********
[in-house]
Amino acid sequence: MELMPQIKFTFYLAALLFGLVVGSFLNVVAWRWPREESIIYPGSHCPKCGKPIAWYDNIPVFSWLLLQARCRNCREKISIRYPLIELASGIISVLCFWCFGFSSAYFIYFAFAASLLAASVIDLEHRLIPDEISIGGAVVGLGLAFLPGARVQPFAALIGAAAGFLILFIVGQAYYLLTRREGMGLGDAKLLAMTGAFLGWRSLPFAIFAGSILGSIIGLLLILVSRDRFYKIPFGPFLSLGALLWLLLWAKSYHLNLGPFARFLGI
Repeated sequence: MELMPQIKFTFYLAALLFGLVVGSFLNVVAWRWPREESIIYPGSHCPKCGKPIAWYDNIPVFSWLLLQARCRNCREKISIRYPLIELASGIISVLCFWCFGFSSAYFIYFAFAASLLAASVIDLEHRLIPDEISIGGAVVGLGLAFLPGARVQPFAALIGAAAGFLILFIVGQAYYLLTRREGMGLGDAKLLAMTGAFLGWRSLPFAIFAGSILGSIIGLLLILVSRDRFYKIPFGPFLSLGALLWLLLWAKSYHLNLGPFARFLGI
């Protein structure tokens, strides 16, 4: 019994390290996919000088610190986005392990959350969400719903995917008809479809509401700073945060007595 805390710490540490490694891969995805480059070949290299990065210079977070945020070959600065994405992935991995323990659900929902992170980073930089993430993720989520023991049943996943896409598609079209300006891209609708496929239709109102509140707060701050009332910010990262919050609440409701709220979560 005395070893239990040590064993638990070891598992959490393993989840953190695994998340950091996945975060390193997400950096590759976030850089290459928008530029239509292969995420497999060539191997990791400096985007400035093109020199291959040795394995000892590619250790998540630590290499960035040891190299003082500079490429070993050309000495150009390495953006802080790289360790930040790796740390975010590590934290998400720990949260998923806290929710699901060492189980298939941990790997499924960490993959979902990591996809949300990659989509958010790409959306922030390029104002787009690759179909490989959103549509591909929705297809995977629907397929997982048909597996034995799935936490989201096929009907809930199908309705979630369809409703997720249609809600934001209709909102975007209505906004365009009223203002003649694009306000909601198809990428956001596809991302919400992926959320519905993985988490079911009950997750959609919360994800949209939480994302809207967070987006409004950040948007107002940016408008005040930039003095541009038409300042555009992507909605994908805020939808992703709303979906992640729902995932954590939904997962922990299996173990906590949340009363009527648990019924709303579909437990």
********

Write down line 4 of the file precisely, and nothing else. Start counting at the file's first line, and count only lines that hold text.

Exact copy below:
């Protein structure tokens, strides 16, 4: 019994390290996919000088610190986005392990959350969400719903995917008809479809509401700073945060007595 805390710490540490490694891969995805480059070949290299990065210079977070945020070959600065994405992935991995323990659900929902992170980073930089993430993720989520023991049943996943896409598609079209300006891209609708496929239709109102509140707060701050009332910010990262919050609440409701709220979560 005395070893239990040590064993638990070891598992959490393993989840953190695994998340950091996945975060390193997400950096590759976030850089290459928008530029239509292969995420497999060539191997990791400096985007400035093109020199291959040795394995000892590619250790998540630590290499960035040891190299003082500079490429070993050309000495150009390495953006802080790289360790930040790796740390975010590590934290998400720990949260998923806290929710699901060492189980298939941990790997499924960490993959979902990591996809949300990659989509958010790409959306922030390029104002787009690759179909490989959103549509591909929705297809995977629907397929997982048909597996034995799935936490989201096929009907809930199908309705979630369809409703997720249609809600934001209709909102975007209505906004365009009223203002003649694009306000909601198809990428956001596809991302919400992926959320519905993985988490079911009950997750959609919360994800949209939480994302809207967070987006409004950040948007107002940016408008005040930039003095541009038409300042555009992507909605994908805020939808992703709303979906992640729902995932954590939904997962922990299996173990906590949340009363009527648990019924709303579909437990």